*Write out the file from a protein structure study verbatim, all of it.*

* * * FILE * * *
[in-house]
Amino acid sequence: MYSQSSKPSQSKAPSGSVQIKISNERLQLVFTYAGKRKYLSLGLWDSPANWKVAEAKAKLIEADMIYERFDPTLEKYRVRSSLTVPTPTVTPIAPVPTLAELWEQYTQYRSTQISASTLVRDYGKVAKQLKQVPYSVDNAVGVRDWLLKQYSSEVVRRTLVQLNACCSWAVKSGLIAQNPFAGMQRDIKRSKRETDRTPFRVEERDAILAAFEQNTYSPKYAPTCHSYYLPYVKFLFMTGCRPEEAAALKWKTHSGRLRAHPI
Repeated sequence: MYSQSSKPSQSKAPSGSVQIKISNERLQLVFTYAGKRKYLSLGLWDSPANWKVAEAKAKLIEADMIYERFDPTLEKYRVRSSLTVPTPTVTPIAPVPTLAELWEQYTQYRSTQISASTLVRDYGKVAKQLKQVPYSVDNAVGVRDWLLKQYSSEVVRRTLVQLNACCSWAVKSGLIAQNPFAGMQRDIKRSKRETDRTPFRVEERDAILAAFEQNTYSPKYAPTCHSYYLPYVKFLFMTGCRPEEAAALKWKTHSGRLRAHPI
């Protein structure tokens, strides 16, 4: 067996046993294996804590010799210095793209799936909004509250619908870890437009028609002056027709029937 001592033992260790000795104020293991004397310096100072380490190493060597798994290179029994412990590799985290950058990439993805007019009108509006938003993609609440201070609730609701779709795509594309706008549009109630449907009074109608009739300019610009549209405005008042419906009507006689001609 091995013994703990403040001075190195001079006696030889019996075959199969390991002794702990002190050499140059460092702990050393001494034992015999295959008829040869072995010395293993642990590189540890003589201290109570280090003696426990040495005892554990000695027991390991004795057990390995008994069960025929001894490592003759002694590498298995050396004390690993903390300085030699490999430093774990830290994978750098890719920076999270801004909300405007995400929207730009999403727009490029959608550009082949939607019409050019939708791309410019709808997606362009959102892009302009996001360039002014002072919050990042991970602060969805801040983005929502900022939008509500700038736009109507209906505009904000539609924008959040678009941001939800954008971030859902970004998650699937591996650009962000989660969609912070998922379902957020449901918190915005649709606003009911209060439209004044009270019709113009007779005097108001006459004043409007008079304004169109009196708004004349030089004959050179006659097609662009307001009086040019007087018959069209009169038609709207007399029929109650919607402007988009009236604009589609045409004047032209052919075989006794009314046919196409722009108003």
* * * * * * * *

[in-house]
Amino acid sequence: MYSQSSKPSQSKAPSGSVQIKISNERLQLVFTYAGKRKYLSLGLWDSPANWKVAEAKAKLIEADMIYERFDPTLEKYRVRSSLTVPTPTVTPIAPVPTLAELWEQYTQYRSTQISASTLVRDYGKVAKQLKQVPYSVDNAVGVRDWLLKQYSSEVVRRTLVQLNACCSWAVKSGLIAQNPFAGMQRDIKRSKRETDRTPFRVEERDAILAAFEQNTYSPKYAPTCHSYYLPYVKFLFMTGCRPEEAAALKWKTHSGRLRAHPI
Repeated sequence: MYSQSSKPSQSKAPSGSVQIKISNERLQLVFTYAGKRKYLSLGLWDSPANWKVAEAKAKLIEADMIYERFDPTLEKYRVRSSLTVPTPTVTPIAPVPTLAELWEQYTQYRSTQISASTLVRDYGKVAKQLKQVPYSVDNAVGVRDWLLKQYSSEVVRRTLVQLNACCSWAVKSGLIAQNPFAGMQRDIKRSKRETDRTPFRVEERDAILAAFEQNTYSPKYAPTCHSYYLPYVKFLFMTGCRPEEAAALKWKTHSGRLRAHPI
């Protein structure tokens, strides 16, 4: 067996046993294996804590010799210095793209799936909004509250619908870890437009028609002056027709029937 001592033992260790000795104020293991004397310096100072380490190493060597798994290179029994412990590799985290950058990439993805007019009108509006938003993609609440201070609730609701779709795509594309706008549009109630449907009074109608009739300019610009549209405005008042419906009507006689001609 091995013994703990403040001075190195001079006696030889019996075959199969390991002794702990002190050499140059460092702990050393001494034992015999295959008829040869072995010395293993642990590189540890003589201290109570280090003696426990040495005892554990000695027991390991004795057990390995008994069960025929001894490592003759002694590498298995050396004390690993903390300085030699490999430093774990830290994978750098890719920076999270801004909300405007995400929207730009999403727009490029959608550009082949939607019409050019939708791309410019709808997606362009959102892009302009996001360039002014002072919050990042991970602060969805801040983005929502900022939008509500700038736009109507209906505009904000539609924008959040678009941001939800954008971030859902970004998650699937591996650009962000989660969609912070998922379902957020449901918190915005649709606003009911209060439209004044009270019709113009007779005097108001006459004043409007008079304004169109009196708004004349030089004959050179006659097609662009307001009086040019007087018959069209009169038609709207007399029929109650919607402007988009009236604009589609045409004047032209052919075989006794009314046919196409722009108003």